Because weight loss programs tend to be expensive and take up time, Still wanted to investigate whether online-only or hybrid web/in-person programs would work.
“There’s often a lack of time, training and expertise for some people,” she said. “With the web, you don’t have to worry as much about expense, scheduling and personnel.”
Still spoke about several case studies but found that web use generally aided weight loss, even if in small amounts.
“There are still limitations because in some studies, dietary intake was not measured and these results were only short-term weight loss,” Still said. “This this may be an excellent way to provide service if online programs included personalized information and increased intensity over time to help with long-term weight loss.”
- Courtney Still earned a bachelor’s in dietetics and consumer foods at the University of Georgia in 2010 and a master’s in foods and nutrition in 2012. Her research includes nutrition education, community intervention, and childhood obesity. Other interests include public health and epidemiology.
As analysts begin to study the CDC’s recent release of obesity rankings, experts are discussing whether nutrition, exercise, or environment are to blame for the nation’s increasingly high rate of overweight adults and children.
Georgia Public Broadcasting turned to Mary Ann Johnson, one of UGA’s nutrition professors, for thoughts about the new statistics.
From the GPB story:
Mary Ann Johnson, a nutrition professor with the University of Georgia’s Obesity initiative, says they are concerned.
“65 percent of adults in Georgia are either overweight or obese, with about a third who are obese,” she says.
She says, “We’re concerned it could be the traditional southern diet. But it may just be our focus on quicker meals and really losing sight of where are the calories coming from in our food.”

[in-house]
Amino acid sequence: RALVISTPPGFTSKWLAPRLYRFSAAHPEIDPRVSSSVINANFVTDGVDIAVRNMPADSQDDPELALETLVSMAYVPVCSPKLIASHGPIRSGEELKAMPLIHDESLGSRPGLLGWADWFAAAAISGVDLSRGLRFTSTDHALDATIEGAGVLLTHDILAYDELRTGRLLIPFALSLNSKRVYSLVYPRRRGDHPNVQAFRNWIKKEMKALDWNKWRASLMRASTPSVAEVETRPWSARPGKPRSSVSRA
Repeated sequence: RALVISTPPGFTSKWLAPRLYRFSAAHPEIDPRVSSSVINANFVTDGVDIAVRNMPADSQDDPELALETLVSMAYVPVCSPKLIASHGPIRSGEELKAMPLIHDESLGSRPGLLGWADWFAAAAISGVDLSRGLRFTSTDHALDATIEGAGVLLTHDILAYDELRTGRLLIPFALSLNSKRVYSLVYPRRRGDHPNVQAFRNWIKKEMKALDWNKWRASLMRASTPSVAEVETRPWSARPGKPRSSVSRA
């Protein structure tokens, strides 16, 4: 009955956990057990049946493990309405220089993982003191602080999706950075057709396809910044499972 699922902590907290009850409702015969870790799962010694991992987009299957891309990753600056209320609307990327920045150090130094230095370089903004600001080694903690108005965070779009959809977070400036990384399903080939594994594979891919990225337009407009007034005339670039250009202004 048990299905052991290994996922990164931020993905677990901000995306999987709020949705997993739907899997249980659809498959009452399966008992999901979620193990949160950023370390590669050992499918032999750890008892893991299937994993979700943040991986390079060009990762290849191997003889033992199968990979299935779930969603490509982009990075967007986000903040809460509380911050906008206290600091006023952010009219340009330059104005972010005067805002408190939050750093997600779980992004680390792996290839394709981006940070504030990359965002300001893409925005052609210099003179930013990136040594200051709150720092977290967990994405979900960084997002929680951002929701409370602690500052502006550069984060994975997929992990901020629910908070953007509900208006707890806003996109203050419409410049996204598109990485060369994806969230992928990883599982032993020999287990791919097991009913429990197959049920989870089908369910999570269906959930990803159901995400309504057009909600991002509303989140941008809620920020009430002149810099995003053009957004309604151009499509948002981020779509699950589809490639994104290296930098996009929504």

CBS News also contacted Johnson to discuss First Lady Michelle Obama’s criticism of Olympic gold medalist Gabby Douglas “splurg[ing] on an Egg McMuffin at McDonald’s” after winning.
Mary Ann Johnson, a professor of Food and Nutrition at UGA, told CBS Atlanta that Douglas’ choice of McDonald’s meal was actually rather healthy.
“[The sandwich] was a good choice for an athlete who burns thousands of calories a day,” she noted. “She is also still growing as a young woman – she has a lot of high-calorie and high-protein needs.”
But Douglas stands as an important role model for children, Johnson told CBS.
“Someone like Gabby Douglas has the power to influence millions of Americans,” she said. “I’m excited to see her sharing her diet, and I’m hoping she really takes a lead on helping all Americans eat healthier.”
Also from the story:
In regards to helping guide all Americans toward better, overall healthier choices, both Johnson and Crawley felt that McDonald’s has taken strides away from its negative stereotype.
“McDonald’s is making a very good effort into providing healthier options,” Johnson said, adding that the company’s trend of providing calorie counts for its menu items is helpful. “People really just don’t know the calorie content of foods off the tops of their heads – this way, it’s up to the consumer to make informed food choices.”